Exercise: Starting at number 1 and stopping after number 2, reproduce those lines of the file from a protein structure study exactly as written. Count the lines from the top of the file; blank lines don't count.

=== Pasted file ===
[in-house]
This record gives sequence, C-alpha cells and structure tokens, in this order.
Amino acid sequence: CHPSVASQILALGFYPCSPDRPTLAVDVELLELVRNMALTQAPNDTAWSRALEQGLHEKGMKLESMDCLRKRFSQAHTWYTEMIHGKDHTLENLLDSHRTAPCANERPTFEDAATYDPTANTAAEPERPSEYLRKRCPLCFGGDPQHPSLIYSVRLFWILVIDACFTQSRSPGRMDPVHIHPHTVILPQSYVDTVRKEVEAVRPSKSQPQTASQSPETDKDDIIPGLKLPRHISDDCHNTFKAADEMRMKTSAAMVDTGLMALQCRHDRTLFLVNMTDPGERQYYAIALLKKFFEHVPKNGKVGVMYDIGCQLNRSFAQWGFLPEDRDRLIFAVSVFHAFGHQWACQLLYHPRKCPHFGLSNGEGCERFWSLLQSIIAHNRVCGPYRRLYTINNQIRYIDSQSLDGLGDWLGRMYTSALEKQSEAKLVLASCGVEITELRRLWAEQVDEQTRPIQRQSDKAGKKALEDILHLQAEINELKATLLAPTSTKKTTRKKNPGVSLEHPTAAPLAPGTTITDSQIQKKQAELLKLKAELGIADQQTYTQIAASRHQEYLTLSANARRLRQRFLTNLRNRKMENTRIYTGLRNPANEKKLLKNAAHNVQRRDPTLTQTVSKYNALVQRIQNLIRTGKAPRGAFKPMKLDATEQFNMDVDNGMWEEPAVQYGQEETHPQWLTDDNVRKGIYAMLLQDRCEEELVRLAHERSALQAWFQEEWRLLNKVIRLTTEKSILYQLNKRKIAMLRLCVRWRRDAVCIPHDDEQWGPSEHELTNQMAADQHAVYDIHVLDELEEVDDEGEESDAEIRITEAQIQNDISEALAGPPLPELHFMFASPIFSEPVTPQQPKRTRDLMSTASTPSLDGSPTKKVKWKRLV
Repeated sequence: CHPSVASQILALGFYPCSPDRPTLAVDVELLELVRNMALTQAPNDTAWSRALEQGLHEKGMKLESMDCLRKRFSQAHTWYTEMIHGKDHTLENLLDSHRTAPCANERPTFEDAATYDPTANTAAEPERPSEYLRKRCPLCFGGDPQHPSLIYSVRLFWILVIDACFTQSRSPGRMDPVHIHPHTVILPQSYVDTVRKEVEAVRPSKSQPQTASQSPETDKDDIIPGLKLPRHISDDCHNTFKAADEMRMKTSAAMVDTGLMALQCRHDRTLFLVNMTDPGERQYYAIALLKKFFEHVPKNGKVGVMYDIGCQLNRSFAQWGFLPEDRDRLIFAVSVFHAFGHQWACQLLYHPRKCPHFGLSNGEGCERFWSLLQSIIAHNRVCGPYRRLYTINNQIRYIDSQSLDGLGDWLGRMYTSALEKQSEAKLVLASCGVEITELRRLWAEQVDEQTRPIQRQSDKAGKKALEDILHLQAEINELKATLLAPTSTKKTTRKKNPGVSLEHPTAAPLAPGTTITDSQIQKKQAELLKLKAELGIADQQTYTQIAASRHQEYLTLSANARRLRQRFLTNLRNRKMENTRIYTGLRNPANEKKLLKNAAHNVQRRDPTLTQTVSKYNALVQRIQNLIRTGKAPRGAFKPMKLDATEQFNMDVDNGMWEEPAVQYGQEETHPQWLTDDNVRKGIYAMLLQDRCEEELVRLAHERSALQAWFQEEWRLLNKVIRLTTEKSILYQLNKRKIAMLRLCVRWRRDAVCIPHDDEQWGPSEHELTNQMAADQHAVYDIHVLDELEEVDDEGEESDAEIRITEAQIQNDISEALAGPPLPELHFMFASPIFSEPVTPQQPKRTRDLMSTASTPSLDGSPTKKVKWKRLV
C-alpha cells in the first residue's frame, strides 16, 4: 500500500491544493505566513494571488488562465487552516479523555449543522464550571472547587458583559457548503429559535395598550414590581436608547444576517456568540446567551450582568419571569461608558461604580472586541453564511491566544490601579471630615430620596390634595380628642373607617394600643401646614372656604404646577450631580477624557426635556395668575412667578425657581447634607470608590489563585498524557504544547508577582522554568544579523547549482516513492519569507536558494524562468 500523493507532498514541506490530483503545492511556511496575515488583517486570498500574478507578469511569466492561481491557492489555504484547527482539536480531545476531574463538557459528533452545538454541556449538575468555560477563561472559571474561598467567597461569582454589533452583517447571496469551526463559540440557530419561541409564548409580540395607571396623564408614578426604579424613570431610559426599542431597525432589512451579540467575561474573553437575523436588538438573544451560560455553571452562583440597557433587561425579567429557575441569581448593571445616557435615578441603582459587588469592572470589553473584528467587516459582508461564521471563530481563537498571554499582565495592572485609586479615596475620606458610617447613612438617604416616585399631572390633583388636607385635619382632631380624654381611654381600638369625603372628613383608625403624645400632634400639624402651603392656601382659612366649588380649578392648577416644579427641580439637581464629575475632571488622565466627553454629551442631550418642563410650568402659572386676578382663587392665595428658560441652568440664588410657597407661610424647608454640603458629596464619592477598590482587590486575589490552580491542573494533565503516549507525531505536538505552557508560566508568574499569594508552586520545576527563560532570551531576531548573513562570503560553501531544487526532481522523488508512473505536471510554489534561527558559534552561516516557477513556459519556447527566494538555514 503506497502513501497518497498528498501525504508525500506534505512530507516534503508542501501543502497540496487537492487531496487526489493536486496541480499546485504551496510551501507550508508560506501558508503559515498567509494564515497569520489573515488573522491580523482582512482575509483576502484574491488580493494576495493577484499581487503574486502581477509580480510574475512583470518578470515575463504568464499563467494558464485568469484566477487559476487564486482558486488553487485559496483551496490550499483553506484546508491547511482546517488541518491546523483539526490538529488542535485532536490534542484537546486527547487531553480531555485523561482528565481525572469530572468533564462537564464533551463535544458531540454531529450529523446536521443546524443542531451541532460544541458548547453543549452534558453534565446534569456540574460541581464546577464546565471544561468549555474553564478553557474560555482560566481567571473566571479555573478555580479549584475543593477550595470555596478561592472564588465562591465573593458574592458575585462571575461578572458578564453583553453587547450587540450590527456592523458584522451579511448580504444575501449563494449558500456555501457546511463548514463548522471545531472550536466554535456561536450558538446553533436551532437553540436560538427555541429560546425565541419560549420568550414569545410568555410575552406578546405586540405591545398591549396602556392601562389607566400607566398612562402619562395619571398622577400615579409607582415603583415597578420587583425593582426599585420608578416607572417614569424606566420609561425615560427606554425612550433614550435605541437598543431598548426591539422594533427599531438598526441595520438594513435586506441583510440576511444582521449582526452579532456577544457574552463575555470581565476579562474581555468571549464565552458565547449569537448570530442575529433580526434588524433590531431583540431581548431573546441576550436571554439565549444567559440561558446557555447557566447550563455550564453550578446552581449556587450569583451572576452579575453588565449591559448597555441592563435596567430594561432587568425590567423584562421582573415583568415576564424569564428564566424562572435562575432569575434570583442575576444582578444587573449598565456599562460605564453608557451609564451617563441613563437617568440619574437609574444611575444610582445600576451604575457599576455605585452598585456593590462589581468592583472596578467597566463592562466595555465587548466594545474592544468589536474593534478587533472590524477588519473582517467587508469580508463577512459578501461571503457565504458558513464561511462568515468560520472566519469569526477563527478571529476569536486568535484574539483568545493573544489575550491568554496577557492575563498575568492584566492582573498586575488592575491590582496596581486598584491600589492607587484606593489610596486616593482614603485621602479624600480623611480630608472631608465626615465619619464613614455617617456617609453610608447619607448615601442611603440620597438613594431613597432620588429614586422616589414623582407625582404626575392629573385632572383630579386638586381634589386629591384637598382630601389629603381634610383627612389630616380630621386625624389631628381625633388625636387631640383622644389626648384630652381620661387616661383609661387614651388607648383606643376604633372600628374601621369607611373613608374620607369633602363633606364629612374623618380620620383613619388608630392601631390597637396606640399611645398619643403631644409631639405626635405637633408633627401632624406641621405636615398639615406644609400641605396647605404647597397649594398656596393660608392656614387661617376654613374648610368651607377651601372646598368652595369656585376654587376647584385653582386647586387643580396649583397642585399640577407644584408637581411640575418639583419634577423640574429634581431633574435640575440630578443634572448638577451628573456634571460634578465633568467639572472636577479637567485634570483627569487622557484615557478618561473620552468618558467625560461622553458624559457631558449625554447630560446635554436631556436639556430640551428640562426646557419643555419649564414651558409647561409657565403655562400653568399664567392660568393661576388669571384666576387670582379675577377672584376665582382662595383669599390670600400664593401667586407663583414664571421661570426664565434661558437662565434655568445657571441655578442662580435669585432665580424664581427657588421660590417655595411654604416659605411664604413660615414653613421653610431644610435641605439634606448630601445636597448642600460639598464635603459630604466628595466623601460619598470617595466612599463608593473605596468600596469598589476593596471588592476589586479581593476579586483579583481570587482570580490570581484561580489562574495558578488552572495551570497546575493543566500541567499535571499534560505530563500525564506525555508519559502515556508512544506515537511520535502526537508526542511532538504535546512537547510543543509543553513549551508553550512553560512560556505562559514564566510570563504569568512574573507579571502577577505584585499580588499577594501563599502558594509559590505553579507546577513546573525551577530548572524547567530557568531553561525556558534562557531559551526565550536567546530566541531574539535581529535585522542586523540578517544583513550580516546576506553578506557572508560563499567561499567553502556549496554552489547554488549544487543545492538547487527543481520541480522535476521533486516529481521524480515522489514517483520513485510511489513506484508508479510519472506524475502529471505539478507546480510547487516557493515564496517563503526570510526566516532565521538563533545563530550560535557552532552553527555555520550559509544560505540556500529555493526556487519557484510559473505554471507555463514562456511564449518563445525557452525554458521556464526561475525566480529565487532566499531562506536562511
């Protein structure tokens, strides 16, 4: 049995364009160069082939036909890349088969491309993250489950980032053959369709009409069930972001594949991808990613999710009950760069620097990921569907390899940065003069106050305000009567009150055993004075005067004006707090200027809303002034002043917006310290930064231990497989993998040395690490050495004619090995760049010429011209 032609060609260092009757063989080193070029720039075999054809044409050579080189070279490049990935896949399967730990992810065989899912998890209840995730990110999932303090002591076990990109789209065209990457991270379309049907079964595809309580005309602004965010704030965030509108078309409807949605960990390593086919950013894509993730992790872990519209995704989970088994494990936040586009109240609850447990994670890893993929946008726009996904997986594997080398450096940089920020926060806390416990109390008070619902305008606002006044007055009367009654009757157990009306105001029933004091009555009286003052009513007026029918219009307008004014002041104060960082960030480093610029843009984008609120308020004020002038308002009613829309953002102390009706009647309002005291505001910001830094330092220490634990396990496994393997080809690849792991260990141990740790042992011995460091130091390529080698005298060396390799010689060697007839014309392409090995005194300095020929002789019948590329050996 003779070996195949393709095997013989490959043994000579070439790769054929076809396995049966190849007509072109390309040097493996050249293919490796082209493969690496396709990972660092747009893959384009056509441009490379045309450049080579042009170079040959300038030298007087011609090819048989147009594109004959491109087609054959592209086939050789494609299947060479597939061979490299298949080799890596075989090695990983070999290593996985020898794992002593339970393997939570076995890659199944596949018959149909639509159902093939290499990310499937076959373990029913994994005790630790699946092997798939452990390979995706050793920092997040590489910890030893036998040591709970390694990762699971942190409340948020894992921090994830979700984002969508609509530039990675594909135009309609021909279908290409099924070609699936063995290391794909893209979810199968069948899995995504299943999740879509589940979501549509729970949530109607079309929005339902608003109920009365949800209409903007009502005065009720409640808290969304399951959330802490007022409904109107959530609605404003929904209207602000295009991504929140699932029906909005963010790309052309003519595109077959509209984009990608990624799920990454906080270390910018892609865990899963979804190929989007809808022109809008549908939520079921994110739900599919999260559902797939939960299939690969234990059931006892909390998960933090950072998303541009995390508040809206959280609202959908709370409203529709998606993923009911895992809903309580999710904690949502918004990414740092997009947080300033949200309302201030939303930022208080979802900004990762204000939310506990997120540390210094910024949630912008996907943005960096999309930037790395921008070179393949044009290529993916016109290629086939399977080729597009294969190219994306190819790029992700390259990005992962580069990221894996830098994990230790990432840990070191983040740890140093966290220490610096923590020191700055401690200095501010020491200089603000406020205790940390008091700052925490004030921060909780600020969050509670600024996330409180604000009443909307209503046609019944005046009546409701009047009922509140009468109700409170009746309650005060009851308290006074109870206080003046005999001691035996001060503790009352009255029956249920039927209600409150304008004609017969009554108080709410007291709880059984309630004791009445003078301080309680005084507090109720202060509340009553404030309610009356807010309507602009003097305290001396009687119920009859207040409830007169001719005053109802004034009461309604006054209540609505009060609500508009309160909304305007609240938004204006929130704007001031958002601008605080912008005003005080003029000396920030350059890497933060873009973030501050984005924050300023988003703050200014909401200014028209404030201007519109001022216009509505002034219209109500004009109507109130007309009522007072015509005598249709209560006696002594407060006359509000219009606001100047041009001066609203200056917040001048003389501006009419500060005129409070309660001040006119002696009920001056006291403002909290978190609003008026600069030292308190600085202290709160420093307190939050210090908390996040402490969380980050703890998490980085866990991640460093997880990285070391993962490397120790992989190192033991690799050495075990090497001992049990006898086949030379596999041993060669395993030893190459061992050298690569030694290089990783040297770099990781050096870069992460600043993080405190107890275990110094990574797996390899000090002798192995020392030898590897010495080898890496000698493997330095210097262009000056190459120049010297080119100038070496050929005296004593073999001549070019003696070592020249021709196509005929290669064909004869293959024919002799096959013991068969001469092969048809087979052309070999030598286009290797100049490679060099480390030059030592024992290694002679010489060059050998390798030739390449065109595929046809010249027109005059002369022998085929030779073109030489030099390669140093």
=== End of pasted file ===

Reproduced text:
[in-house]
This record gives sequence, C-alpha cells and structure tokens, in this order.